Home Sweet Home


What is home? You’ve heard that “home is where your heart is” or maybe where you’re born. Maybe it is where you grew up or where you live now. Some find home in other people or in a feeling. I’m not sure I know exactly what it is, but I know for sure that I’m now more at home than I have ever been.

I think part of that might be that I’ve landed. For the first time in my life I’m just here. Present. I recently had to submit for Garda vetting (that’s like a background check) and included in the application was a list of every address I’ve lived at since birth. I had to ask my mother for help, because though I remember the apartments, duplexes and homes and the situations around living in each place, I couldn’t recollect all of the addresses. In the end I counted 18 (and this may not include temporary accommodation here and there). On average that is 2.3 years per address, however my last apartment was 10 years and my first room in Dublin was 4 years, so there was a time where it was nearly a new address every year. My parents were great when I was younger to keep us in the same schools and with the same friends as we went from place to place, I know it wasn’t an easy feat. So I don’t think I ever looked at where I lived as potentially permanent. I always planned to move out at 18 and then I knew I was likely to move out of Grand Rapids after college and then I thought I’d come back to the States at some point for my career, but I didn’t expect it to be for more than 3 years.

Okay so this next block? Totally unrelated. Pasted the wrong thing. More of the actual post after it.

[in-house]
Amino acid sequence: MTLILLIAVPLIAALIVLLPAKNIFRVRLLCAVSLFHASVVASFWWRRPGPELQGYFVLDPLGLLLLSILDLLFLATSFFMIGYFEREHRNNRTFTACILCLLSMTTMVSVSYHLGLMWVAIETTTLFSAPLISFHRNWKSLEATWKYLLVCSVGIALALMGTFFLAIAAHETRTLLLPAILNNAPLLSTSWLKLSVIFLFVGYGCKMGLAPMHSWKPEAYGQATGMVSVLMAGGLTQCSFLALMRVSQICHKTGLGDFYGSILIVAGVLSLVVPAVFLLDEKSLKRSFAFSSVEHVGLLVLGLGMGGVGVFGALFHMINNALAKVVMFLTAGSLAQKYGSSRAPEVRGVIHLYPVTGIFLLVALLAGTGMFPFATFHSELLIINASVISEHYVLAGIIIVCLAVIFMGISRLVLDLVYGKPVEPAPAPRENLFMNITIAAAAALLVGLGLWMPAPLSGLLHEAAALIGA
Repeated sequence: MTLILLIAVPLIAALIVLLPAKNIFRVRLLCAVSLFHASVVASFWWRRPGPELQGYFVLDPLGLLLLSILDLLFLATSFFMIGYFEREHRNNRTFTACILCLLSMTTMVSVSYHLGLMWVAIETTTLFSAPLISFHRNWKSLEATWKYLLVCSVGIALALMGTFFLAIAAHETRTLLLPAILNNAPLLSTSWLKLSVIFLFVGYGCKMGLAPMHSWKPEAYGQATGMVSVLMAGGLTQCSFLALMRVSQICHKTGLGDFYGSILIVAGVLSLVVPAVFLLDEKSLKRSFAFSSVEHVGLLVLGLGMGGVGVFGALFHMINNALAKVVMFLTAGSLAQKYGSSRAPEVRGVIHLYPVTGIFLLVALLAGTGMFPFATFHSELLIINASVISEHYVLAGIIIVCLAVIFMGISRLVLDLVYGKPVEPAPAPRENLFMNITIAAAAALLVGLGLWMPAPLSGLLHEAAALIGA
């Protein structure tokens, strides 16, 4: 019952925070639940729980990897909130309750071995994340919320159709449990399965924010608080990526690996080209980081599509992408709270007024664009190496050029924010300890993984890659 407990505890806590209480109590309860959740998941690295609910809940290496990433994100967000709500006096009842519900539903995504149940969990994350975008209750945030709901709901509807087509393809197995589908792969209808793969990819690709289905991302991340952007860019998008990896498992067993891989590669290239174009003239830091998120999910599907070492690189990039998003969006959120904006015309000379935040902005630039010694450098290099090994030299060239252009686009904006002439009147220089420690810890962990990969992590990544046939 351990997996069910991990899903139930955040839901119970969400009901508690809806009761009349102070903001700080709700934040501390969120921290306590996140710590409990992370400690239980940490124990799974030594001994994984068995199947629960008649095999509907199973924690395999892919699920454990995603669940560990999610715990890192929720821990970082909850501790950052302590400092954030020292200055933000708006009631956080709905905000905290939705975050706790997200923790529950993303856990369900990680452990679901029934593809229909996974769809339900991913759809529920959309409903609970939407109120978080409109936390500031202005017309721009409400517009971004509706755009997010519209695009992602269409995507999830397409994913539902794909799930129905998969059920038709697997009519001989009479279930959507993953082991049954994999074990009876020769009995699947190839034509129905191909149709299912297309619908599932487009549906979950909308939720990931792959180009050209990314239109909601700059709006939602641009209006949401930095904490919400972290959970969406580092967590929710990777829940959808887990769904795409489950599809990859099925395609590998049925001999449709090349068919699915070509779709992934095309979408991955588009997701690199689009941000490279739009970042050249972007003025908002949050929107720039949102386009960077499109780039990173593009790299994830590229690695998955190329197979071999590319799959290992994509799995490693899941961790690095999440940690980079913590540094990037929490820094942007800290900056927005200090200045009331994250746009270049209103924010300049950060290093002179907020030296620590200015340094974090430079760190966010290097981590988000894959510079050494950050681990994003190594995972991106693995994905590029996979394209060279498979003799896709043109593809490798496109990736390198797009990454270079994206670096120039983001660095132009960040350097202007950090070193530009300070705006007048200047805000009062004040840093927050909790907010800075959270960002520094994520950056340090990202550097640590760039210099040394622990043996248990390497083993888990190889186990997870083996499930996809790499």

This last move has been different. Though we are not yet in permanent accommodation, I am home. I’m not Irish, but this is where I have come, with my husband to join our friends and colleagues to build a theatre. Theatre is home. Ireland is home. Paul is home. It is interesting, in the same way committing to marriage is interesting – you gain so much by forsaking all others and saying with conviction I do. I do commit to building this dream, here in this place. You don’t know where life will lead, but you are firmly on a path and you can breathe.

One Fine Day


Last summer I had the privilege of acting in “It’s a Fine Day,” a one act by Mayumi Lane as part of the HB Studios event The Central Park Plays. Jes Bedwinek and I played sisters laying our mother to rest in Central Park. It was such a pleasure to work with director Celine Rosenthal. Celine and Jes were at the same MA program together (for directing and acting respectively) and I so appreciated the relationship they have built – the shorthand and respect that comes from working together multiple times over a number of years. I’ve always believed in the strength of the company system. Of course it can work both ways, but the benefits I see are that your relationship off-stage enriches and deepens your relationships on-stage. You are able to communicate quickly and effectively. You know each other’s strengths and weaknesses and are in a position to call one another out in love. And that is probably the biggest benefit – love. When you truly appreciate and have a real relationship with those you work with, the love comes through the work and is seen and experienced by the audience and everyone around you.